Let’s say I and the rest of my crack IS team built you a fabulous new database that’s supposed to keep better track of your company’s finances. I promised you it would make the task of accounting much easier – point, click, and voila, you’ve balanced your books.
Or maybe not. Turns out I let a few glitches get by. For instance, the software can’t calculate what you owe in bills each month. You have to work that out by hand. And, oh yeah, it can’t merge with any of your other divisions’ accounts.
What’s surprising is that you’ve been suffering in silence since 1991. Not to worry though. I can fix those things – and it shouldn’t cost you more than, say, $8 million.
That’s pretty much the situation today at the Canada Customs and Revenue Agency, where officials are grappling with an ancient GST accounting system built in 1991 that has an awful lot of holes, some of them apparently serious enough to hinder the collection of the tax, according to an internal CCRA report that was made public earlier this year. Officials in Ottawa decided to fix things in 2000, but the problems persist to this day.
So what you have is an important department in the office that oversees Canada’s tax revenue using software so faulty that it has made its primary job that much tougher to carry out. For 12 years.
That might sound incredible to the average Canadian, but I bet you’re somewhat more jaded. Leave your cubicle, talk to one of your peers, and you’re bound to hear tales of chaotic IT projects with massive lifespans, few results, and leaving few with the appetite to haul away the wreckage. I know I have.
And don’t let my GST example stand as an attack on the public sector. Fortunately or unfortunately, depending on what side of the fence you sit, it’s harder for them to hide; their budget numbers almost always find their way into the light of day. What’s more worrisome are the private sector projects we don’t hear about. One wonders how many horror stories could be told, today, in IT departments across Corporate Canada. Maybe you’re in the midst of one right now.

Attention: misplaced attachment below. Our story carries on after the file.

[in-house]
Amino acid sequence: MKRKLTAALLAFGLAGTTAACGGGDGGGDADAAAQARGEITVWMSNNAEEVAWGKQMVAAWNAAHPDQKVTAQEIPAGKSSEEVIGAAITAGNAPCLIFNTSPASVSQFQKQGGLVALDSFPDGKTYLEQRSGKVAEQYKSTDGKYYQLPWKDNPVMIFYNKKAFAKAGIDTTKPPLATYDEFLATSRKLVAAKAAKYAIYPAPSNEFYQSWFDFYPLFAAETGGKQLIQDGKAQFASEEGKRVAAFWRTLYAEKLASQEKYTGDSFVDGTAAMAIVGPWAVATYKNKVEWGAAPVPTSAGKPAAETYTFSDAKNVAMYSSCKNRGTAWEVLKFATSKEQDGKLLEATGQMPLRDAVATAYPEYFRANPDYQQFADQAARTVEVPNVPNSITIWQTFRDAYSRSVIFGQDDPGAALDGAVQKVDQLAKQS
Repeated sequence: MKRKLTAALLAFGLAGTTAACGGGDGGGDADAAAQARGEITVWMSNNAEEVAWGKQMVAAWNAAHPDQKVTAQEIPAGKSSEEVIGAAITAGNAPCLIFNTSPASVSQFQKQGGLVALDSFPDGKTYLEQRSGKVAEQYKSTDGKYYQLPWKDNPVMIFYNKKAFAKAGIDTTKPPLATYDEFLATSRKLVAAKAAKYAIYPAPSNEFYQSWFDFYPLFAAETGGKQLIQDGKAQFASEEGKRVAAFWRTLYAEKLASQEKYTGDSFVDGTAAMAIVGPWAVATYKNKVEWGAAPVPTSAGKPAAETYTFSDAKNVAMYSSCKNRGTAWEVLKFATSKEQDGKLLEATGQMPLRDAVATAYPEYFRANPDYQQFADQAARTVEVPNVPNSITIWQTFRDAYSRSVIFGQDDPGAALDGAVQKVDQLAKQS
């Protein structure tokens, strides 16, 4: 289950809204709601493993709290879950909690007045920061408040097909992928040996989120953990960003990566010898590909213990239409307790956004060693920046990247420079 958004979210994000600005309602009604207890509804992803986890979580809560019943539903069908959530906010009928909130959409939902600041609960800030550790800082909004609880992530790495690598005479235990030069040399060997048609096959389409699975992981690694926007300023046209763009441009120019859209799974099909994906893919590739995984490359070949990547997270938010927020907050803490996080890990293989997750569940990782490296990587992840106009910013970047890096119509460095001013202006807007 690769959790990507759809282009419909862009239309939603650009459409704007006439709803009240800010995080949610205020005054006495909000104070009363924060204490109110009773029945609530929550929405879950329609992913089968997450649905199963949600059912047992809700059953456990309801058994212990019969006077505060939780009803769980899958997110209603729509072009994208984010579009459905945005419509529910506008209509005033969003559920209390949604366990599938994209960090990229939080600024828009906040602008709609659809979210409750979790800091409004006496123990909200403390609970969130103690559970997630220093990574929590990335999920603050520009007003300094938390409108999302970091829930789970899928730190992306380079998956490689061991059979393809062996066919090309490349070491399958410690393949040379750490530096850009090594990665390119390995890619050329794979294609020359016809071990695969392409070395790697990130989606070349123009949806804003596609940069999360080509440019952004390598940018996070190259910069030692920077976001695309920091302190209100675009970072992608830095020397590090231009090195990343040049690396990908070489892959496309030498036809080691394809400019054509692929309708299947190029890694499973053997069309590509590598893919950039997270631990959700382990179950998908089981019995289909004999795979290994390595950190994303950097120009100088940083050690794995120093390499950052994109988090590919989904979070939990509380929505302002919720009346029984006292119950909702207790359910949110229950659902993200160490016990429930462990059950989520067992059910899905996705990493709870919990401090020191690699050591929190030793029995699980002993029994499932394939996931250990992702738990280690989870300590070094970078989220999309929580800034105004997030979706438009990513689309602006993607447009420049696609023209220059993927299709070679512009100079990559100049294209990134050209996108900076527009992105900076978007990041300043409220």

Now, imagine for a moment if Cynthia Cooper worked at your office. She’s the woman who walked into the boardroom offices of WorldCom last year and informed them that company officials had falsified their profit statement by US$3.8 billion, something it was hiding through phoney bookeeping. She’s also, along with fellow whistle-blowers Sherron Watkins of Enron and Colleen Rowley of the FBI, one of Time magazine’s persons of the year for 2002.
Few of us will ever find ourselves in such a high-stakes position. But be honest – how easy would it be for any of us to stand up in front of our peers and employers and, in the face of any organizational lunacy, say, “This is wrong – either you fix it, I fix it, or we’re through.” The fact that so many IT projects still go bad is a testament that it’s very difficult indeed.
And this isn’t about sticking it to the higher-ups – Cooper still works at WorldCom today, and what she did may ultimately save the company. She was able to see the big picture, and acted on it. In that sense, by coming clean and revealing the internal ugliness, as tough as it was on her and who knows how many innocent bystanders, she was looking out for the company’s best interests.
Sure it’s late in the year, but maybe we should resolve to bring a little more Cynthia Cooper into our working world, and try to fix those lingering, emperor-has-no-clothes undertakings. Or better yet, simply nip them in the bud. Doing so is in all our best interests.